Stays, Jacket, and Petticoat



The Stays


 I made the stays out of a kit from Silly Sisters, based on the 1730-40 pattern in Corsets & Crinolines (p. 39).  For fabric, I used a layer of linen canvas, a layer of cotton canvas (the kit did not come with enough canvas for two layers), and a layer of lightweight navy blue linen; all seams and channels were sewn with (I believe) 80/3 linen thread.  The channels on each piece were sewn, then the seam allowances were folded down and the pieces were butted together.  The top edges of all the pieces and the bottom edge of the stomacher were bound with leather; the tabs were bound with twill tape.

While I think the stays were well-constructed, they do not fit as well as they could.  You can see in the above picture that they do produce a good curve in the front - but you can also see how low they are in the armscye.  That means there's nothing pressing in on my bust from the side, so the stomacher just presses it down and I end up really wide.  This is eventually pretty uncomfortable.

The Jacket


Made out of a heavy linen, probably meant for upholstery, and lined in unbleached muslin; I used both linen and cotton thread.  Originally, I was using the C pattern on p.26 of Patterns of Fashion I (ca. 1760-70):* however, once I put it together I realized that it was far too short for me, and because the pieces are shaped with no waist seam, it would have been difficult to enlarge by piecing.  So I put it away for a while and started over on jacket B (ca. 1735-40), though I kept C's sleeves and cuffs, and I had the pattern draped on myself rather than just scaling up.  I used the method shown in Costume Close-Up, where the outer fabric and one piece of the lining are sewn together, and then the other piece of the lining is lapped over the seam and sewn down.  After this picture was taken, I made the stomacher and added in more eyelets so I could cross-lace the jacket closed, as spiral lacing made it crooked.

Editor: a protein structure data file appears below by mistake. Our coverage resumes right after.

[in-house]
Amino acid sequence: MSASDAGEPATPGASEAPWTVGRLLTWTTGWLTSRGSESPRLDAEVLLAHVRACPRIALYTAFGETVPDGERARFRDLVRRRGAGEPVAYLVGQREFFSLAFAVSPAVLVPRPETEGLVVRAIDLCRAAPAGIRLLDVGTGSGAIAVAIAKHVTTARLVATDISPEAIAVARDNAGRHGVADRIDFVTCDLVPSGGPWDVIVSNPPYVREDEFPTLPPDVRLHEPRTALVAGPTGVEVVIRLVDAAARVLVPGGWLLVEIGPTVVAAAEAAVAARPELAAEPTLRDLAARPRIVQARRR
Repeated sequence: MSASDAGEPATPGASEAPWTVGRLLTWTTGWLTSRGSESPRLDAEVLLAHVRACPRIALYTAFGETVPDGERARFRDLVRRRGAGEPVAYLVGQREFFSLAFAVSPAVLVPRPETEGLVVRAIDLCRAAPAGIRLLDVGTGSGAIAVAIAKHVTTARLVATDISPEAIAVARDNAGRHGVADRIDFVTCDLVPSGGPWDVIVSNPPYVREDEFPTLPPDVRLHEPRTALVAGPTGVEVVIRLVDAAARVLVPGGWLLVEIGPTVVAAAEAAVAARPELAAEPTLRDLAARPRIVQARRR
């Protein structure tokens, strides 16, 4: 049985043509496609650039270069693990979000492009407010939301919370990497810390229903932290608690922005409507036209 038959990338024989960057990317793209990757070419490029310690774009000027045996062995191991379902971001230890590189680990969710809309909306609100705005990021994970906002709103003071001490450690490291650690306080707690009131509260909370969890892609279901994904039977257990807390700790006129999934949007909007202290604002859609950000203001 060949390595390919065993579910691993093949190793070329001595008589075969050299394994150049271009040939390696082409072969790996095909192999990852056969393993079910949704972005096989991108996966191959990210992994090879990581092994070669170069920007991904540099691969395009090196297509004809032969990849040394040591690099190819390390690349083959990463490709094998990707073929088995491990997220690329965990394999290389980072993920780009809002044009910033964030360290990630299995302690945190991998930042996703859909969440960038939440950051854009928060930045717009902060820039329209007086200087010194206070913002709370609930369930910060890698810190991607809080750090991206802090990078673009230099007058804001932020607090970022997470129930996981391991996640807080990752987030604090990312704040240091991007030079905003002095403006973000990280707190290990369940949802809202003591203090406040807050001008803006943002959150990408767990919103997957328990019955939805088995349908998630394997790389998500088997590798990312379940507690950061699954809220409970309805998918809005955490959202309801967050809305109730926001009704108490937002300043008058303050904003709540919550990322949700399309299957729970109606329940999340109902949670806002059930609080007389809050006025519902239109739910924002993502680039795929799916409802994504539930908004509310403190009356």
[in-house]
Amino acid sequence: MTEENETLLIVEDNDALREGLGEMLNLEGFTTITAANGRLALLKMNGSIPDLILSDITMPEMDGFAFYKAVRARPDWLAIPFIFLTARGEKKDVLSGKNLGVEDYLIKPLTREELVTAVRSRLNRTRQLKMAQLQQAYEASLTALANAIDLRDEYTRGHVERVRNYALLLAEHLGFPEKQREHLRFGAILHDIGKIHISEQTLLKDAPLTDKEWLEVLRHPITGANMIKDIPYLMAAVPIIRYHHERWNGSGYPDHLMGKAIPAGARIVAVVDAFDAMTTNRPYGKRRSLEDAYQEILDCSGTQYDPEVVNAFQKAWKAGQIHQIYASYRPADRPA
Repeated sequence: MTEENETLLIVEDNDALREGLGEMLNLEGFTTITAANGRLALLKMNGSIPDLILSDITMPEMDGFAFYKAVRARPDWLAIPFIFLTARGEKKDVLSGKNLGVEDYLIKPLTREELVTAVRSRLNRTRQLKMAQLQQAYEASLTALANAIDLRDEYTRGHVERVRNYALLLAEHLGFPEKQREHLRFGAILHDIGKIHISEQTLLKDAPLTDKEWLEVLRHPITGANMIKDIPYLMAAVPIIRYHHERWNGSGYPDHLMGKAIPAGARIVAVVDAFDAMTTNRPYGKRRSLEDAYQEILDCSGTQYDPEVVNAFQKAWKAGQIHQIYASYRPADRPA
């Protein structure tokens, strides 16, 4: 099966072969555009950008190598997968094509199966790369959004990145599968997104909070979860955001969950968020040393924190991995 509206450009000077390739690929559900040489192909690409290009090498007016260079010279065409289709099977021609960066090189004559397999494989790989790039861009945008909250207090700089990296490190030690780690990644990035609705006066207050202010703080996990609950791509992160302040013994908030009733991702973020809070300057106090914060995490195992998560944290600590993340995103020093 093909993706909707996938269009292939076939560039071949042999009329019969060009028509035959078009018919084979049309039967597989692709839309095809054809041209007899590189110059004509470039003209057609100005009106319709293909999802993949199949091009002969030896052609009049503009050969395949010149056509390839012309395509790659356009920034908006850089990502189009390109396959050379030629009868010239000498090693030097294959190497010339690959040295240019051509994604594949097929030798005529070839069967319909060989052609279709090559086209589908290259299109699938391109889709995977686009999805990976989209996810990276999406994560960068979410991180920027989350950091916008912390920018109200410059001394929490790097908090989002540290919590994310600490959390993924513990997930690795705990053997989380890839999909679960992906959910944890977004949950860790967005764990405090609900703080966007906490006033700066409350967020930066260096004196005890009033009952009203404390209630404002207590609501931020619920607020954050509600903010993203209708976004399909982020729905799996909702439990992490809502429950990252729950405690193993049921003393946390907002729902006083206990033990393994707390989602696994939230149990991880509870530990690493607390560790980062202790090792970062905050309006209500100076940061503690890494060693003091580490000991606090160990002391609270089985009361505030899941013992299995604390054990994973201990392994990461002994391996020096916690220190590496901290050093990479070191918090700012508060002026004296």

There are many, many problems here.  Let me list them all so that any other young and foolish people may avoid them.

- Both the armscye and the sleeve head are the wrong shapes in general, and the wrong shapes for each other in particular.  This makes the shoulders of the jacket want to fall off me.
- When the pattern was draped on me, someone didn't understand that the seams are supposed to be side-back (and I didn't catch it, fair's fair), so they're right on the side.  This wouldn't be so bad on its own, but I then used the bodice pieces to draft the skirts, and since I knew the skirt seam was supposed to match up with the bodice seam, this led to the pleats being right over my hips rather than in the back.  It doesn't look like much of a big deal in the 3/4 view above, but when seen head-on I look like I have hips that jut right out.
- This fabric is way, way too heavy.  When I started in on another pair of stays with fabric I ordered from Wm. Booth, I realized that the heavy linen I was using was the same weight as the linen of this jacket.  You do not want to use stays-weight linen for this type of clothing.
- Something ... happened to the neckline while I was sewing it, and I ended up with it stretched way out, so I had to take tucks by the shoulders and at the edge of the stays.
- The cuffs really should have been interlined, and probably sewn on most of the way around the sleeve.

* Hopefully this is not seen as sacrilege, but: after looking at it again with the knowledge I've gained since, I suspect it actually dates from the end of the 1770s.  Due to the cut of the back, one might call it a polonaise jacket?

The Petticoat


My petticoat is very simple, rectangles pleated to a length of twill tape.  The only way I deviated from the standard method was to make it so both front and back were put on the same piece of tape, which ties over one hip.  Somehow it managed to be too wide, so I'm going to have to take it in at some point.